Thanks in advance for any guidance and suggestions.
 

Alan Watkins

Lifetime Supporter
Will -- Thanks for the great reply. What length is the one you show? And where in the inside picture would the nose of the car be if it were loaded? (Just to give me a visual sense). And when you say "pad upgrade" you mean hi perf. brake pads? Sould I put on a brembo kit? :)

FWIW: Lexus specs --
Wt Distributing Hitch - Max Trailer Wt. (lbs): 8500
Wt Distributing Hitch - Max Tongue Wt. (lbs): 850

So with (say) a 4300 lb 24' haulmark + 2500 lb GT40 = 6800 lb and a WD hitch it appears I have a healthy margin for tools, etc.

(edited trailer weight)
 
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Will -- Thanks for the great reply. What length is the one you show? And where in the inside picture would the nose of the car be if it were loaded? (Just to give me a visual sense). And when you say "pad upgrade" you mean hi perf. brake pads? Sould I put on a brembo kit? :)

FWIW: Lexus specs --
Wt Distributing Hitch - Max Trailer Wt. (lbs): 8500
Wt Distributing Hitch - Max Tongue Wt. (lbs): 850

So with (say) a 3500 lb 24' haulmark + 2500 lb GT40 = 6000 lb and a WD hitch it appears I have a healthy margin for tools, etc.
Hi Allan,

My trailer was a 20 footer, which was all I could store/hide behind my house, and all I really needed for a relatively short (11') car.

The front bumper would be about a foot before the edge of the red toolbox on the right. One thing that too many people don't give enough thought to in advance is front/rear loading ratio. In other words, it's good to have a little extra length to move the car up or back to manage the tongue weight. Or, if you have a trailer to try before you buy, load all your stuff, and see where the car needs to be to located in order to get the distribution you want. Many racers need to back their car on the trailer solely for weight management. If this is important, know what your front and rear car weights are, and plan accordingly.

Yes, I meant brake pads. One thing I learned was that even really great brakes (and the Touareg shares the same calipers as some Ferraris) can be made to fade when you have a bit o' speed, a load and a lot of downhill ahead.

If you are going to carry that much weight, you might consider 5,000 lb. axles, instead of the normal 3500 lb ones. Just more of a safety factor.

Here's a pic of the Mad Cow doing some agricultural racin' down the mini-esses at VIR:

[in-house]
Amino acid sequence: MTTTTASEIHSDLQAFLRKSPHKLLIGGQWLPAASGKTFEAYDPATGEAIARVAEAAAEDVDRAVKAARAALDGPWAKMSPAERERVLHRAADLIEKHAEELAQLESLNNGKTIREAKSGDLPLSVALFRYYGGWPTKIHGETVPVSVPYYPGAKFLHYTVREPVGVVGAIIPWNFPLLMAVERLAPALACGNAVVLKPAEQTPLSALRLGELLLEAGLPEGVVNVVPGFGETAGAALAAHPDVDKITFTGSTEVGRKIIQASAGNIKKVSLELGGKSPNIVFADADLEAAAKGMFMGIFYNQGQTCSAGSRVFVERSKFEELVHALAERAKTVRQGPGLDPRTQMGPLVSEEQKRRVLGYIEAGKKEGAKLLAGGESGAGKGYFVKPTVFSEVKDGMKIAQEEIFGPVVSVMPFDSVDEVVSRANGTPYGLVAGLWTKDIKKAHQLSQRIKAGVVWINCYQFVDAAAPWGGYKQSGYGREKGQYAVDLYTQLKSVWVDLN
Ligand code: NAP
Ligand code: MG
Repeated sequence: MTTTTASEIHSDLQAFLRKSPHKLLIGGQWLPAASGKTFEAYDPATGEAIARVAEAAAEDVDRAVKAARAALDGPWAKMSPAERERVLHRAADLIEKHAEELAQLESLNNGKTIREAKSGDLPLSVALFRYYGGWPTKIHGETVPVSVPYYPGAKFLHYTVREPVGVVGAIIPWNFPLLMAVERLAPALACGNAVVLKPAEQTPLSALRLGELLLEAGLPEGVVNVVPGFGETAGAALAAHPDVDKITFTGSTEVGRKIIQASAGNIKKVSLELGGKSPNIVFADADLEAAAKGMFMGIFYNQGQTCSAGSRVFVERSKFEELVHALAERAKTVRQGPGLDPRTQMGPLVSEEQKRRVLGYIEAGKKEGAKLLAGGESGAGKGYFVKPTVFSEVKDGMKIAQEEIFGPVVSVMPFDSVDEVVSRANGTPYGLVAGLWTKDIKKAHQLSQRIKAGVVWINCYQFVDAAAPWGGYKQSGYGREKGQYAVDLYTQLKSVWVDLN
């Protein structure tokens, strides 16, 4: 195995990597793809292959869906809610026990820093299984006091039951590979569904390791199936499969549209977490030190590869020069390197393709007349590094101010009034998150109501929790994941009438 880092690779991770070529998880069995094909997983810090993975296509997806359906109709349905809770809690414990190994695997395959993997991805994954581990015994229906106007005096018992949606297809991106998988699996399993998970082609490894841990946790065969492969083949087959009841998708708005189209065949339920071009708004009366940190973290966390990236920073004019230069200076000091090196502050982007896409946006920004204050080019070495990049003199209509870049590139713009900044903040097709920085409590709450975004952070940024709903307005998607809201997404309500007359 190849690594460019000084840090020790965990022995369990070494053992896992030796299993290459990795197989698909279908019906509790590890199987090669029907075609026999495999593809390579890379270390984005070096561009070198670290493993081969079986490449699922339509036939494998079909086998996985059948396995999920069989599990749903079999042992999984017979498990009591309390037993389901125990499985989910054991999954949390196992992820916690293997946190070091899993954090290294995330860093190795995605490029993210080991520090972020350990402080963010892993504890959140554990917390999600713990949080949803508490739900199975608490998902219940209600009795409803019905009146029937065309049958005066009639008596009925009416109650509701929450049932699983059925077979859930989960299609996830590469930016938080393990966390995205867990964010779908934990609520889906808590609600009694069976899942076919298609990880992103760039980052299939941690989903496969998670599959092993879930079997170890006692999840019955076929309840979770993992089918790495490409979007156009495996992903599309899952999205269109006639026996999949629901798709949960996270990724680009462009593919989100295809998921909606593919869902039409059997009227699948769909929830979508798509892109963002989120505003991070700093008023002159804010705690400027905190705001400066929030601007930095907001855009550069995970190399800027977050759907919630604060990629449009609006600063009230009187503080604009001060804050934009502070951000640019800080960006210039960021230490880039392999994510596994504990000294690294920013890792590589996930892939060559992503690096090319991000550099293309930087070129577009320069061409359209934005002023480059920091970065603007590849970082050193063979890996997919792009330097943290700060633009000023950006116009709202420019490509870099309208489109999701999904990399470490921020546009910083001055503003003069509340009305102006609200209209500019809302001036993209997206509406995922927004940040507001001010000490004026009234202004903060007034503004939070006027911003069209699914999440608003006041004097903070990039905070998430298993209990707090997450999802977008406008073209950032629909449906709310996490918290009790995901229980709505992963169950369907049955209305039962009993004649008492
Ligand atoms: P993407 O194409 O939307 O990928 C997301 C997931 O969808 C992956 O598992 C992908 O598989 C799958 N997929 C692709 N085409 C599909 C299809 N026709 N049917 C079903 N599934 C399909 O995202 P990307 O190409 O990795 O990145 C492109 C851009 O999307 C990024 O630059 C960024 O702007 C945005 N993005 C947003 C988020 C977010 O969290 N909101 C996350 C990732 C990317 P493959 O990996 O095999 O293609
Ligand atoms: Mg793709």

Alan Watkins

Lifetime Supporter
...My trailer was a 20 footer, which was all I could store/hide behind my house, and all I really needed for a relatively short (11') car. ....The front bumper would be about a foot before the edge of the red toolbox on the right.
So you have 9' "extra" which looks pretty comfortable in front of where the car would be. So between that and your comment about resale a 24' looks like the right thing to do (giving me about the same extra space with the 14' GT40).

And yes with a more realistic trailer weight of 4300 + 2500 = 6800 I'm awfully close to 7,000 so I'll need the 5,000 lb axles.
 
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Cliff Beer

Supporter
Alan, one thing I found helpful was to have a tow vehicle that contributed to the on-track situation a bit, meaning, when you're at the track for the weekend it's helpful to have a suburban to sleep in the back of (3rd row seat removed) while the race car is in the trailer because it happens to be raining cats and dogs. A diesel 2500 suburban is a helluva tow vehicle, and you can get an old one for just a few thousand bucks. The diesel engine runs forever. Sit down on the seat with greasy pants or hands? No problem. Spill your bottle of red wine as you're reaching for it in the dark? No problem. Accidentally sleep on top of an exploding tube of toothpaste? No problem. Throw an entire alfa engine and gearbox in the back covered in oil after a rod punches a hole through the block? No problem. Well, you get the idea.

My trailer was an aluminum ATC, and as Will said, they're a great trailer.
 
My personal favorite trailer is a flat open trailer with one axle.
I put my money in the toys not the trailer or tow unit.
On the left is my son sitting by my new RCR70 when we picked it up at Fran's behind my old Cummins powered 1 ton 4X4 1985 Suburban.
Fran must have been laughing when he saw that in his parking lot.
The other has to be the coolest way to haul a racing Cobra.
 

Attachments

Will -- Thanks for the great reply. What length is the one you show? And where in the inside picture would the nose of the car be if it were loaded? (Just to give me a visual sense). And when you say "pad upgrade" you mean hi perf. brake pads? Sould I put on a brembo kit? :)

FWIW: Lexus specs --
Wt Distributing Hitch - Max Trailer Wt. (lbs): 8500
Wt Distributing Hitch - Max Tongue Wt. (lbs): 850

So with (say) a 4300 lb 24' haulmark + 2500 lb GT40 = 6800 lb and a WD hitch it appears I have a healthy margin for tools, etc.

(edited trailer weight)
4300 lbs ? I knew that in US everything is bigger but !

THis my trailer weights 1500 lbs.


of course just for transporting the cars and some tools, but no comfort ( although i will sleep in it on the track)

TOM
 
Alan,
I had Apache Trailer in Fontana, CA custom build a 16 ft. trailer to my specs: tandem axles with 15 in. wheels, elec. brakes, color match my tow vehicle, custom height, plywood interior with lighting, storage racks, built-in dovetail, 3 access doors and rear ramp door. It took about 7 weeks.

I had them build it the same height as the cap on my F-150 to minimize wind buffeting and help with gas mileage. Its 58 in. inside height and you have bend over while inside, but for the time I spend in the trailer, it was worth it. I haul a Kirkham or a vintage Formula 2 car and spares with ease and it tows like a dream.